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What is a nuc of bees?

Updated: Apr 9, 2023

Nucs are an ideal way for new beekeepers to get started. My comprehensive guide explains what a nuc of bees is and what to look for when you're buying one.

A nuc or nucleus of bees is the way most beekeepers get the honeybees to start their first hive. I raise my own bees and I also have bee nucs for sale. Every hobby has it's own jargon - so what is a nuc of bees?

A new beekeeper needs two basic things - some honeybees and a hive for them to live in.

But that is not all there is to it - there are some essentials that any colony must have to survive.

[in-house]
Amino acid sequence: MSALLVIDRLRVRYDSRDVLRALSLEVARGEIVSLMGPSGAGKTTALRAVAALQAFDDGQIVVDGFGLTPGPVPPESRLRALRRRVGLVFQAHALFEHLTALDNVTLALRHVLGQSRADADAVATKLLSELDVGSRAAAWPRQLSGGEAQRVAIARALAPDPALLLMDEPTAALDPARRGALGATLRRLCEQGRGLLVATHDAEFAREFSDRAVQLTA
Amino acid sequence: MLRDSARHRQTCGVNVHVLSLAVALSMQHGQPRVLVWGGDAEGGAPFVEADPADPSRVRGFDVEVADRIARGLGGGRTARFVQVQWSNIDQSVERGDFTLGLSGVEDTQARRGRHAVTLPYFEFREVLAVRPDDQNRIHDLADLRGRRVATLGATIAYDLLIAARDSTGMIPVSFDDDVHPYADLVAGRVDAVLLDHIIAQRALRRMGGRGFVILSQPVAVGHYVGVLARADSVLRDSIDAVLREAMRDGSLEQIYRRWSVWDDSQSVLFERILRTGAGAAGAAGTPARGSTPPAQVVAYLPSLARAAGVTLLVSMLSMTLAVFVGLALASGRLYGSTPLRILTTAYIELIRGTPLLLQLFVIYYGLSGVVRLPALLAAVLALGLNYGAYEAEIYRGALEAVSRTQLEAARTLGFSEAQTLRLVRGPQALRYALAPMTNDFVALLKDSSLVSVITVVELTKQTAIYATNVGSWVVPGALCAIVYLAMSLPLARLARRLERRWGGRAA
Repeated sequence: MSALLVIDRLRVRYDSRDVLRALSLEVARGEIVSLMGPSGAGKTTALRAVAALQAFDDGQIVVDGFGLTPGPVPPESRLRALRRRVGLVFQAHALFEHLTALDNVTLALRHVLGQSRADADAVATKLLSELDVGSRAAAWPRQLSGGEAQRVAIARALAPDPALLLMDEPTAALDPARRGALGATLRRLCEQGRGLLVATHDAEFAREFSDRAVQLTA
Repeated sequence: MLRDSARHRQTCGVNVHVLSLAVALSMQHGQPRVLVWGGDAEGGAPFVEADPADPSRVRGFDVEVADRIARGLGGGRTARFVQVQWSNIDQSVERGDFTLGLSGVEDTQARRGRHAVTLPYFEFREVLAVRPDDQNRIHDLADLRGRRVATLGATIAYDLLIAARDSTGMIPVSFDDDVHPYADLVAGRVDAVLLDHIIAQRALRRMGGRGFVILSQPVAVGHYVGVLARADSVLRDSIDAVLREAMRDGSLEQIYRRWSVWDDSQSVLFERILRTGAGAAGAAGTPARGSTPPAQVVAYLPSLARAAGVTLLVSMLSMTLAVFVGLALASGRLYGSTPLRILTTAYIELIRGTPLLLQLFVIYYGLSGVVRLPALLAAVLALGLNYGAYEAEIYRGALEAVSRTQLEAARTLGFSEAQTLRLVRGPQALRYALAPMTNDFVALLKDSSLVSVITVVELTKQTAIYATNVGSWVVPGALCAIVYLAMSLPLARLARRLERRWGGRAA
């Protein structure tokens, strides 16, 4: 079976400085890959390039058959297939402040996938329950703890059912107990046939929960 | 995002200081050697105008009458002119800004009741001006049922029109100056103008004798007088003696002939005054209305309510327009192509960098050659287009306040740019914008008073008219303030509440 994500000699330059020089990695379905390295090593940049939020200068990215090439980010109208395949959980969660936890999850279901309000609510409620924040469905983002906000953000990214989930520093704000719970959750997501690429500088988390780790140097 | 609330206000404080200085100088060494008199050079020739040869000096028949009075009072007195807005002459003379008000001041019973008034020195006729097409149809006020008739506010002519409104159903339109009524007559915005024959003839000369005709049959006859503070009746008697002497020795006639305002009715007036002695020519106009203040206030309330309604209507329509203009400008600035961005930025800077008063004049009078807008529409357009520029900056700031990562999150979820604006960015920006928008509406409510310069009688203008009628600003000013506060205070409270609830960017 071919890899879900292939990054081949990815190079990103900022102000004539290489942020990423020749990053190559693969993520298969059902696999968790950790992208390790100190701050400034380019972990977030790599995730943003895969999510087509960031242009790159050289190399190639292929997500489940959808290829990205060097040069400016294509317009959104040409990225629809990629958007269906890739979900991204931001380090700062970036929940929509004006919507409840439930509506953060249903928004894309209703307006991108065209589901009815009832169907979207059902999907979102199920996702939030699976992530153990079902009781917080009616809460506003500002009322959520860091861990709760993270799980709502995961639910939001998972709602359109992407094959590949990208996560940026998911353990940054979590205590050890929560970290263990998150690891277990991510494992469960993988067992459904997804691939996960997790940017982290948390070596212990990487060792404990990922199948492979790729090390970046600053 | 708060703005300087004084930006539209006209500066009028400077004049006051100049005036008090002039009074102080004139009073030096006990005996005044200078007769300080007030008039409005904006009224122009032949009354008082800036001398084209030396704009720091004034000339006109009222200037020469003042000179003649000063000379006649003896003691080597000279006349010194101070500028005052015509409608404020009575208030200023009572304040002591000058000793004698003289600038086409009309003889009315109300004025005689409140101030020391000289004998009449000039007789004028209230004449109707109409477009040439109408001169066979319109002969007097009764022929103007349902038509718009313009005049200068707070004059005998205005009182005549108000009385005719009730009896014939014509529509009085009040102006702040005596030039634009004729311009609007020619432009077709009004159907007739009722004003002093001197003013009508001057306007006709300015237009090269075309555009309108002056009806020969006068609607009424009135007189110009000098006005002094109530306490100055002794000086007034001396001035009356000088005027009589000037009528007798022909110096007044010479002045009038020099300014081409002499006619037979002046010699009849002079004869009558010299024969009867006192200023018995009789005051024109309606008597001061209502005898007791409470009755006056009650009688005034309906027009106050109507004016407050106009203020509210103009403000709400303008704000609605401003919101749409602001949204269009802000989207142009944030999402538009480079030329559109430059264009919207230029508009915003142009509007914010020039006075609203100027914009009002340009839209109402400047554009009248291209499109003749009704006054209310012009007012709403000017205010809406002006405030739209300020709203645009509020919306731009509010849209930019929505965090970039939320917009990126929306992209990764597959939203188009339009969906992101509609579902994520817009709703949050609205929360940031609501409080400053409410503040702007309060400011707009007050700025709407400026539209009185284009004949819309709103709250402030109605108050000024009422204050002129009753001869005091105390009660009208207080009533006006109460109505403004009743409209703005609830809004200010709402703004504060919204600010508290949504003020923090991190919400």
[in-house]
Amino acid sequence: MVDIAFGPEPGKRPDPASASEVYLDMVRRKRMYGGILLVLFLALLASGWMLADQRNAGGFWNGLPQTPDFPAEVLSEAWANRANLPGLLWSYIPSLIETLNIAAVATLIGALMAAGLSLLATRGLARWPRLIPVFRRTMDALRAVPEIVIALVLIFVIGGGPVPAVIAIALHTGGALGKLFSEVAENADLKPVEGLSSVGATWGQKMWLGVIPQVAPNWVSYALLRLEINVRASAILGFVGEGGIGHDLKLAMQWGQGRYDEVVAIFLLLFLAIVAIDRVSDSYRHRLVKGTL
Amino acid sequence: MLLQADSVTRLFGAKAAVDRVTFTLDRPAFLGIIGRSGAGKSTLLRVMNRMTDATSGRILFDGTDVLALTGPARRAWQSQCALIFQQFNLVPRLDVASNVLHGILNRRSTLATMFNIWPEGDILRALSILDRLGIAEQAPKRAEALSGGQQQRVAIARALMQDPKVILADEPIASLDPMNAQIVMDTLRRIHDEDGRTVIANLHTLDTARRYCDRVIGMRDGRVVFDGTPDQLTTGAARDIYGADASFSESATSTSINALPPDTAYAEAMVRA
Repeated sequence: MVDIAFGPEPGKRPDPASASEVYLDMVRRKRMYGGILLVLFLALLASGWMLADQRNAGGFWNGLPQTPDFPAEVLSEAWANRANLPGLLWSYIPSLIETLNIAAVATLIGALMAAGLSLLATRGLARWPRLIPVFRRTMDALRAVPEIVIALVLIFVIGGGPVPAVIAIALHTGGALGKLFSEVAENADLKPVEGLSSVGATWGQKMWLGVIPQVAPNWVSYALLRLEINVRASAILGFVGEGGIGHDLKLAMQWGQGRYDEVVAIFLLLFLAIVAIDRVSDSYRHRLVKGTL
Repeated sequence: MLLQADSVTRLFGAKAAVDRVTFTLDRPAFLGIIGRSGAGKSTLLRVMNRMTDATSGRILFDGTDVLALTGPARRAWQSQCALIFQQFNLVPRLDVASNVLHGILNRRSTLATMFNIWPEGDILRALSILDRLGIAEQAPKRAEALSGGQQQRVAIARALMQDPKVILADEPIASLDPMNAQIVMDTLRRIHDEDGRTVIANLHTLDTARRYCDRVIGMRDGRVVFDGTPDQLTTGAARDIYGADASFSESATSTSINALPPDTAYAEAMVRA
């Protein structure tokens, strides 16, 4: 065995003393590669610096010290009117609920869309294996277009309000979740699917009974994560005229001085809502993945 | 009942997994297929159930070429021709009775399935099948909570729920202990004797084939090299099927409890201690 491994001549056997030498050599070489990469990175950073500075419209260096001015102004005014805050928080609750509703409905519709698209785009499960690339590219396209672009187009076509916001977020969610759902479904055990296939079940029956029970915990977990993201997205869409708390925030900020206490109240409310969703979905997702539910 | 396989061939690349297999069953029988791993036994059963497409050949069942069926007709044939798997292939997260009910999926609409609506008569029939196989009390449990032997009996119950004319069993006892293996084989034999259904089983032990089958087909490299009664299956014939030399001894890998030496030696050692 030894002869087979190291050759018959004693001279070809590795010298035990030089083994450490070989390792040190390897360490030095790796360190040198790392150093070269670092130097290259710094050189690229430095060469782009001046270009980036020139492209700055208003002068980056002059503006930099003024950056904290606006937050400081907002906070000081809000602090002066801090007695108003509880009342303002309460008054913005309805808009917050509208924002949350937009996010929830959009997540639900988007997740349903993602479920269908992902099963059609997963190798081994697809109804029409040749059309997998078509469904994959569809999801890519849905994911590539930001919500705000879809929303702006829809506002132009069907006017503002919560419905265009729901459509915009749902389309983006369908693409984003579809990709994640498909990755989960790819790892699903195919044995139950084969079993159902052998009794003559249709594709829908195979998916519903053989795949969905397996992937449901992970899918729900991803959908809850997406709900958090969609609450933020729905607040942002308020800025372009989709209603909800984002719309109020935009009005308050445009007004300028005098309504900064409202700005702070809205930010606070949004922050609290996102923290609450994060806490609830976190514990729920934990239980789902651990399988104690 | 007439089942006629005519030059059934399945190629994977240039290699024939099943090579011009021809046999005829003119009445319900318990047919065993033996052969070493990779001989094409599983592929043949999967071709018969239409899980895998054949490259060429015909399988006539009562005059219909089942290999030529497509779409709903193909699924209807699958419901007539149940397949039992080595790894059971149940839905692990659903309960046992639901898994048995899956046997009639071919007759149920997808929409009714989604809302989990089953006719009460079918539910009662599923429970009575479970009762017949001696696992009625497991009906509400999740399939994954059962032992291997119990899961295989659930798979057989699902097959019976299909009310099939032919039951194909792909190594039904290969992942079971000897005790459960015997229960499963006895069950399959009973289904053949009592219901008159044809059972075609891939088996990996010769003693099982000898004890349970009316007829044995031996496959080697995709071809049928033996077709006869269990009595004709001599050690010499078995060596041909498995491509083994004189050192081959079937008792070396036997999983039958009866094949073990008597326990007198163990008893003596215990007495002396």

Essential to every colony is the queen. She is the only bee that can lay female eggs. Egg laying is her only job. Female eggs develop into worker bees.

Without a queen you don't really have a colony at all - certainly not one that will grow. Although the queen lays the eggs, the colony also needs the efforts of the worker bees.

They care for the eggs the queen lays and do all the other jobs in and around the hive. These jobs include cleaning the hive and gathering all the nectar/pollen needed to feed the honeybee colony.

A nucleus consists of a queen plus enough workers to look after her and her brood.


At its peak, a full sized colony may hold as many as 60,000 honeybees. It is possible to buy a full sized hive. A hive of this size takes time to produce and so they are expensive to buy. They are also awkward to move from one location to another.